Abstract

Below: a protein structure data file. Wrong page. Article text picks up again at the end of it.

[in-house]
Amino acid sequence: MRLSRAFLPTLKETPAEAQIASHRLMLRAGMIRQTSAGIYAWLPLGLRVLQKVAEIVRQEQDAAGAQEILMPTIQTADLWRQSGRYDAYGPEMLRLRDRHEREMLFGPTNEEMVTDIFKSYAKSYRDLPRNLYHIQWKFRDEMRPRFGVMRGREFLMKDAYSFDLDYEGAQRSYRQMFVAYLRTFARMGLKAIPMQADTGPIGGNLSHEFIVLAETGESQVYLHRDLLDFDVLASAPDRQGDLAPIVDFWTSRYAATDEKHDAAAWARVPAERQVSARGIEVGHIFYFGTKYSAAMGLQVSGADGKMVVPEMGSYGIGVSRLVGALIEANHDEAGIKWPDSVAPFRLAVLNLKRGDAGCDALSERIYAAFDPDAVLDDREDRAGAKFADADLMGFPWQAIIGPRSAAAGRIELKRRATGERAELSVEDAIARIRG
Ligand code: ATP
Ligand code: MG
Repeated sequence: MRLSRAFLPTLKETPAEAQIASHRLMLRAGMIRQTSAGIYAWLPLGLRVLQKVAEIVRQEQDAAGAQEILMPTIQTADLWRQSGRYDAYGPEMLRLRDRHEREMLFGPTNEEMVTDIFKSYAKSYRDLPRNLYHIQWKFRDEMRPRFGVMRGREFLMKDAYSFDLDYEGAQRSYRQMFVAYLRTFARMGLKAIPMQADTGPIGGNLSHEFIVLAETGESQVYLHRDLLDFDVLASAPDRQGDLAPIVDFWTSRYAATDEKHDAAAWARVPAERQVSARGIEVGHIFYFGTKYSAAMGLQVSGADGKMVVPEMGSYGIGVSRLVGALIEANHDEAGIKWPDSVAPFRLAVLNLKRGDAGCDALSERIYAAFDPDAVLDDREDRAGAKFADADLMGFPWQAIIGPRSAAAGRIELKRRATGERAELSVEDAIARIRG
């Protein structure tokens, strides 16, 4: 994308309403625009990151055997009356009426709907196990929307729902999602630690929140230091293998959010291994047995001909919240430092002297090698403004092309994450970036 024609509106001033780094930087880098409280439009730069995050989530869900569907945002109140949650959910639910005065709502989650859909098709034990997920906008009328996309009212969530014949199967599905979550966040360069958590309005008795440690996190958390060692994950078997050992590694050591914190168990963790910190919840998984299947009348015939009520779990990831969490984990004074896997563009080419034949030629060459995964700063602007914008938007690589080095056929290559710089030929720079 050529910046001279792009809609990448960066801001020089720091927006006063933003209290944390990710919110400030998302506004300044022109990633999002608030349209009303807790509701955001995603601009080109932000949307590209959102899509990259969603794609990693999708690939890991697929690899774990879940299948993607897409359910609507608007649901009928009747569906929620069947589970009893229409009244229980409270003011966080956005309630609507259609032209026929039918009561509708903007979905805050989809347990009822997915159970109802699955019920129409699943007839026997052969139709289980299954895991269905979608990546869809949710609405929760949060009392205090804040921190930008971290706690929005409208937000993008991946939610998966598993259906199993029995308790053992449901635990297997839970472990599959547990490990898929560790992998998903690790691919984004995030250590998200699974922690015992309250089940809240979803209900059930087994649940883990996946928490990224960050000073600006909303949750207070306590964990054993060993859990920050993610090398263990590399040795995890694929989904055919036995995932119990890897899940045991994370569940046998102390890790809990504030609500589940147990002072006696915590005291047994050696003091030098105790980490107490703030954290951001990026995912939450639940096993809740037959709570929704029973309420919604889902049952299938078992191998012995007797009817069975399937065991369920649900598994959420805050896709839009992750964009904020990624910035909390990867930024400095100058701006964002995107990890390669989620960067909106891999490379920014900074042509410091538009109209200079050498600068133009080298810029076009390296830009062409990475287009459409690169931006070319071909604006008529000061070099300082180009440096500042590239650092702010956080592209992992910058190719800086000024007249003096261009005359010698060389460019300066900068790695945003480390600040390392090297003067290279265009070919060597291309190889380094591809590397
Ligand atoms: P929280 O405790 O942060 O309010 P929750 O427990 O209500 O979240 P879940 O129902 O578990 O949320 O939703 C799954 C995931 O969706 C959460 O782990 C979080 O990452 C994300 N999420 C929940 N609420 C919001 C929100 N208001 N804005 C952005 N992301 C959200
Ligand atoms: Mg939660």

One of the most intriguing aspects of the Israeli-Palestinian conflict is the fact that "In 1850, neither Jews nor Arabs viewed themselves as members of an ethnically, culturally, linguistically homogeneous, territorially based nation in the modem sense of the word." And yet, within less than one hundred years, both peoples had developed such strong national ties to the same piece of land that they seem doomed to forever spill the blood of their fellow claimants in a continuous battle for supremacy. For most scholars, the starting point for this conflict seems to be quite clearly established in 1917, when the nation of Great Britain adopted a plan for the colonization of Palestine based upon the wishes of a group of political Jews who called themselves Zionists.

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